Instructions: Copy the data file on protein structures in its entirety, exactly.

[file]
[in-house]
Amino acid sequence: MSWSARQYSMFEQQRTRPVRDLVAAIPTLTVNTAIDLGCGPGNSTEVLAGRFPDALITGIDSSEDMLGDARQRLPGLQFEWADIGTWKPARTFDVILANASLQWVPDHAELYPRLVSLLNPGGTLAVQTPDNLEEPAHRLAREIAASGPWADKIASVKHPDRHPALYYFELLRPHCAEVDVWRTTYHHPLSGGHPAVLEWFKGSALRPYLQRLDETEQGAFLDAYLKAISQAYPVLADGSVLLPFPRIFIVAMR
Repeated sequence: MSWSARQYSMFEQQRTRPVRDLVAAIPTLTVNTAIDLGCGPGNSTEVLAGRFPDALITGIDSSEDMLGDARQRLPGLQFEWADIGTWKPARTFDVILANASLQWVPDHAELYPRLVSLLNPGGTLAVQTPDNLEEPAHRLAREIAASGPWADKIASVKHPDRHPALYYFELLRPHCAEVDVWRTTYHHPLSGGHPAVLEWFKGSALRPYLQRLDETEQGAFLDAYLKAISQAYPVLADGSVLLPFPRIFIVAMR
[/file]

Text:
[in-house]
Amino acid sequence: MSWSARQYSMFEQQRTRPVRDLVAAIPTLTVNTAIDLGCGPGNSTEVLAGRFPDALITGIDSSEDMLGDARQRLPGLQFEWADIGTWKPARTFDVILANASLQWVPDHAELYPRLVSLLNPGGTLAVQTPDNLEEPAHRLAREIAASGPWADKIASVKHPDRHPALYYFELLRPHCAEVDVWRTTYHHPLSGGHPAVLEWFKGSALRPYLQRLDETEQGAFLDAYLKAISQAYPVLADGSVLLPFPRIFIVAMR
Repeated sequence: MSWSARQYSMFEQQRTRPVRDLVAAIPTLTVNTAIDLGCGPGNSTEVLAGRFPDALITGIDSSEDMLGDARQRLPGLQFEWADIGTWKPARTFDVILANASLQWVPDHAELYPRLVSLLNPGGTLAVQTPDNLEEPAHRLAREIAASGPWADKIASVKHPDRHPALYYFELLRPHCAEVDVWRTTYHHPLSGGHPAVLEWFKGSALRPYLQRLDETEQGAFLDAYLKAISQAYPVLADGSVLLPFPRIFIVAMR